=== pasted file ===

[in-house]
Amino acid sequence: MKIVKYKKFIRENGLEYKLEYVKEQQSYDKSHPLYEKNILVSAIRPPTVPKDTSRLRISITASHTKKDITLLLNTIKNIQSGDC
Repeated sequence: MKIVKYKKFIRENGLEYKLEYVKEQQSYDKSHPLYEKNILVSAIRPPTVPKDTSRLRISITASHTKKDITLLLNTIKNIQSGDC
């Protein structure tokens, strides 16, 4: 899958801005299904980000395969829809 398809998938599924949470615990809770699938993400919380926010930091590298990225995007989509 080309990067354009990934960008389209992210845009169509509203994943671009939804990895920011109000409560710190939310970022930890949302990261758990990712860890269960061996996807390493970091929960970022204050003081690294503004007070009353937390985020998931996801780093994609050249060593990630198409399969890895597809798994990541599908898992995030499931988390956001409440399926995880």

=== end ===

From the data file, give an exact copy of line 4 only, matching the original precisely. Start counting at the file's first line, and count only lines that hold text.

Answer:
């Protein structure tokens, strides 16, 4: 899958801005299904980000395969829809 398809998938599924949470615990809770699938993400919380926010930091590298990225995007989509 080309990067354009990934960008389209992210845009169509509203994943671009939804990895920011109000409560710190939310970022930890949302990261758990990712860890269960061996996807390493970091929960970022204050003081690294503004007070009353937390985020998931996801780093994609050249060593990630198409399969890895597809798994990541599908898992995030499931988390956001409440399926995880």